In college, and again in seminary, I, like most everyone else who has attended seminary to prepare for ministry, took one or more courses in sermon preparation. For the most part, these courses, at least at the introductory level, teach students on the mechanics of how to prepare and deliver a sermon. Despite what some church folks might think, sermon preparation requires a great deal of hard work; that is, if the preacher or pastor is doing what she is called to do.
Sermon preparation normally involves a number of steps, some of which are as follows:
1) Selecting a biblical text or texts from which one will preach. For lectionary preachers this is made somewhat easier, although not without its challenges.
2) Reading and interpreting that text, ideally by translating the text from its original Hebrew or Greek and by consulting authoritative commentaries written by biblical scholars.
3) Formulating a working outline of the sermon, along with a specific direction the preacher wants the sermon to go.
4) Writing the sermon manuscript from which the preacher might deliver the sermon either from memory or from reading the manuscript from the pulpit.
There are other steps that preachers may take in this general process and each homilitician will do things differently from others, but most would agree that the above steps are essential to sermon preparation.
One of the challenges that a preacher faces each week, particularly those who are pastors of congregations that expect to hear a word from God week each week, is how to make a sermon applicable. After all, some texts do not easily translate into applications for congregations living in our modern, and very scientific and technological world.
To be honest, I have always hated the concept of drawing an application from every biblical text. As I see it, this process seems, at times, to force something from a text that is not there. Often times the preacher is so pressured into finding an application from an ancient biblical text that matches the needs of his contemporary audience, that the application is at best a stretch.
On a personal note, I recall being criticized for not drawing out an application while leading a Bible study on a particular book of the Bible. The person commented that we need to know what each verse means to us. I replied, somewhat snarky, “Not every word in the Bible has to do with you.”
But still, folks who gather to worship on Sunday mornings gather with expectation that they have not just come to hear a good oration of a biblical text; they have come to hear what God may have to say to them about their lives and their struggles, even though many may disregard the message, particularly if it makes them feel uncomfortable.
But in preparing sermons, I wonder how many of us allow a biblical text to speak to us personally before we start making applications for those who will hear our sermons. Do I read texts with an expectation of what God may be saying to me before I concern myself with what God might want to say to others?
I am not questioning the thought process that preachers go through each week when preparing sermons. I have not talked to enough pastors to determine by any stretch of the imagination what the majority of pastors do with regards to their personal approach and involvement in sermon planning and writing. But, I wonder how many of us preachers write sermons that apply to our congregations, but allow a text’s message to pass us by?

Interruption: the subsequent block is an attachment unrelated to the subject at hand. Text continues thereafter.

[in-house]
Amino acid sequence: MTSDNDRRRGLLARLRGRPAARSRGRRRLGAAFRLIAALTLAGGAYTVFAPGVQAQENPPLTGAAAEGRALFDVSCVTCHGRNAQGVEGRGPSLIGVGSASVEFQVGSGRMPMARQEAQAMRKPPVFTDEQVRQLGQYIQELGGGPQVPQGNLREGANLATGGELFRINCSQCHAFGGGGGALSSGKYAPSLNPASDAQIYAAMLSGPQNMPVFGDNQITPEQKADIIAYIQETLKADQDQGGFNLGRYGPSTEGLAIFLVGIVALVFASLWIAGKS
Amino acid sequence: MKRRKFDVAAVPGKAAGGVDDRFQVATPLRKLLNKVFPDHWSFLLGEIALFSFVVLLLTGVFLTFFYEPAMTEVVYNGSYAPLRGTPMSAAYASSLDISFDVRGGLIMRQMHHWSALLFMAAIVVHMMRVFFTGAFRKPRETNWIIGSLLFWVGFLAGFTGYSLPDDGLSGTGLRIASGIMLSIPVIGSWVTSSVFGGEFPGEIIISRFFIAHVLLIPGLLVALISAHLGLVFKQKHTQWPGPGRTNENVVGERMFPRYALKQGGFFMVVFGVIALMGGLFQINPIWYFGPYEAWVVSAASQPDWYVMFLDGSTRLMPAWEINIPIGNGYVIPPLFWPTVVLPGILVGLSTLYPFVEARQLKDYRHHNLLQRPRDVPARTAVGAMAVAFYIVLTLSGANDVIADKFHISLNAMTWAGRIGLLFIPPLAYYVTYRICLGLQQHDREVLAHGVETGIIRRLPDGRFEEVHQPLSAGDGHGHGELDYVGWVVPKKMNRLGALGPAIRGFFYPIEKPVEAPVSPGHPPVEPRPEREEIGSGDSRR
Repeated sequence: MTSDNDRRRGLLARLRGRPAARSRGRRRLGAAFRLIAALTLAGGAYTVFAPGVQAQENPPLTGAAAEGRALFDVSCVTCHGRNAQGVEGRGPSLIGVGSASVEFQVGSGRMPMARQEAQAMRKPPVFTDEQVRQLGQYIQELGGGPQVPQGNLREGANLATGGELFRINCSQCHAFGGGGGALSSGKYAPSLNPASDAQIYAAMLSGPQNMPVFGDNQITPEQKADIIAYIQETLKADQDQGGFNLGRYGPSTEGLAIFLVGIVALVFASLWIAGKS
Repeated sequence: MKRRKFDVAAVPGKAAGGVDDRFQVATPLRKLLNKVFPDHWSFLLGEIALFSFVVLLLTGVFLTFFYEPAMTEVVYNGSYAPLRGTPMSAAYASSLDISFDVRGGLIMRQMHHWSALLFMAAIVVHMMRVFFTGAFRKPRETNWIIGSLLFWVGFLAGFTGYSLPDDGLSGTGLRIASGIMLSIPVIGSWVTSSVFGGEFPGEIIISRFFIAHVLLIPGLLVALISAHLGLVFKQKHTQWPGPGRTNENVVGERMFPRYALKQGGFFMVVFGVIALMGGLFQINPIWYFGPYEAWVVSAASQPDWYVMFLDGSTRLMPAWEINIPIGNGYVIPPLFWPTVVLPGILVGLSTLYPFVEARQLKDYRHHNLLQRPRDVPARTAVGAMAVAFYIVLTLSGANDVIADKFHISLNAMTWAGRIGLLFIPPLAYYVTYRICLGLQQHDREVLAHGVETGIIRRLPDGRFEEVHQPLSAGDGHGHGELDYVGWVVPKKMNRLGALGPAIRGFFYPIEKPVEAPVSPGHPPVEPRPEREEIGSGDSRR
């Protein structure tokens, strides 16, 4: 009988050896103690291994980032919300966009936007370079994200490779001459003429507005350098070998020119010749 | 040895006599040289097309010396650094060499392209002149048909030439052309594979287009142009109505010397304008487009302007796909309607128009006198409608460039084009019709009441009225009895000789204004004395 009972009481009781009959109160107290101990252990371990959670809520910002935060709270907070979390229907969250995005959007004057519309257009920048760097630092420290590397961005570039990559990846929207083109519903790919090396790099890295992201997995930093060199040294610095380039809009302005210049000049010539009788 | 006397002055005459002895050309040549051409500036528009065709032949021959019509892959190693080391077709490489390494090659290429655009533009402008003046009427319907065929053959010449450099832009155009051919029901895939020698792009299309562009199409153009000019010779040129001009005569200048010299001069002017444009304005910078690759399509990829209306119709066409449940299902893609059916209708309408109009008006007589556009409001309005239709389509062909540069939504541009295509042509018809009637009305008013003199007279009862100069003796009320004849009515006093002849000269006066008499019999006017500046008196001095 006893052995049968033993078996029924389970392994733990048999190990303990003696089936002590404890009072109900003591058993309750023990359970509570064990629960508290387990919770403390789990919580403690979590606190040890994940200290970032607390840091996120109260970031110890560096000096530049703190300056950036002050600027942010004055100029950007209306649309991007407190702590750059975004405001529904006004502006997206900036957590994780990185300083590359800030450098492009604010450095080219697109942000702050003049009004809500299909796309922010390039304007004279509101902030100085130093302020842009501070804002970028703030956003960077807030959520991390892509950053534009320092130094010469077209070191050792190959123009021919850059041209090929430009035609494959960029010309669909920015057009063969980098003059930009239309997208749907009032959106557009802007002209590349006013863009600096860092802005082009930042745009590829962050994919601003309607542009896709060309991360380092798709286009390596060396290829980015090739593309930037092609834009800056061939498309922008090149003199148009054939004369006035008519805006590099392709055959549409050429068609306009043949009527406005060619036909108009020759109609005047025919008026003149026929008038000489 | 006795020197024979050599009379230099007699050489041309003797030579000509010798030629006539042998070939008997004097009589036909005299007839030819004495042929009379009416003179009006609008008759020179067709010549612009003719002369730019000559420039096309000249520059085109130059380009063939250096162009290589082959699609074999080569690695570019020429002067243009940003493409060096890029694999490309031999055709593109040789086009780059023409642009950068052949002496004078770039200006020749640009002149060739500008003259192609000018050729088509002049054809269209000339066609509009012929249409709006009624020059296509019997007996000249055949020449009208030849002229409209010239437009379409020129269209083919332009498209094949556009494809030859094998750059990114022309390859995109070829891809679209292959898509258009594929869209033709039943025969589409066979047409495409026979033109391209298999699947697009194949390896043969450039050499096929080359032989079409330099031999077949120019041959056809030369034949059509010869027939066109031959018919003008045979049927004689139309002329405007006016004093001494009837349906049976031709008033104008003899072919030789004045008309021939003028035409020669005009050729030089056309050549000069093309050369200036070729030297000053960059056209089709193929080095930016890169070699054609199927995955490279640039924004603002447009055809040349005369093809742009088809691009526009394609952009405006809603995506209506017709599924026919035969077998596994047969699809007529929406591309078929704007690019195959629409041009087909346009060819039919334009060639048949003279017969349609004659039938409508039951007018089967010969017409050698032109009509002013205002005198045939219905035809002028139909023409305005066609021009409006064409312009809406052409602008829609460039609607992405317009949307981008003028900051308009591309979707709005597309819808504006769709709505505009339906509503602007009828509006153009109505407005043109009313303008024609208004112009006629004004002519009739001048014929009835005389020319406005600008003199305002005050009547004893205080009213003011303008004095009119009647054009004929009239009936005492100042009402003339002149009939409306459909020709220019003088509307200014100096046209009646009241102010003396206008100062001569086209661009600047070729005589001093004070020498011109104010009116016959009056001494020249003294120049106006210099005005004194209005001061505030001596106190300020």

Would we not be more authentic in our preaching if we allowed the text to take stock of our own lives before we presume to say what we think God might want to say to our congregations?
Again, as I told the person who criticized my lack of making application from every verse in Bible, I do not think every word or every verse or every passage has something to say to us. However, I do think that texts can speak to us in different ways, and for the preacher to allow the mechanics of sermon preparation to become the focal point of crafting a sermon in order to jump to how the text applies to his congregation, without first allowing one’s personal encounter with the text to shape one’s thoughts, may miss the treasure that awaits the congregation.
For me, at least for many of my sermons, sermon preparation involves an introspective process in which I read the text and allow the text to penetrate deep inside my mind. Yes, I perform the mechanics of sermon preparation, much like I was taught in that seminary class. But, I also do not treat the text as an object outside of myself. Rather, I try, though not always successfully, to allow the biblical text to become a part of me, and I become a part of it.
This is one reason why I am partial to biblical narratives because I think the narratives, whether those of the Hebrew Bible or the New Testament, present plots and characters that resonate with us even though we are separated by a chasm of time and culture. I recall a college professor telling our class that the characters in the Bible were there not for historical purposes, but to help us see who we really are. By that he meant that when we read of the lives of these characters, we often find that we can be very much like them, both when it comes to accomplishments as well as deficiencies. These characters become mirrors in which we can see ourselves.
The biblical narratives complete with their plots and characters give the preacher a gateway into the introspective process of sermon preparation. The preacher thinks not how the text applies to the future audience, but rather she thinks and struggles with how the text infiltrates her own spiritual psyche and how it draws out her own humanity before God.
At least from my own experience, and I am not saying I am very good at this, I believe that such an introspective process of sermon preparation makes for more authentic and more passionate preaching. And, as preachers are inclined to say, “Now, that will preach.”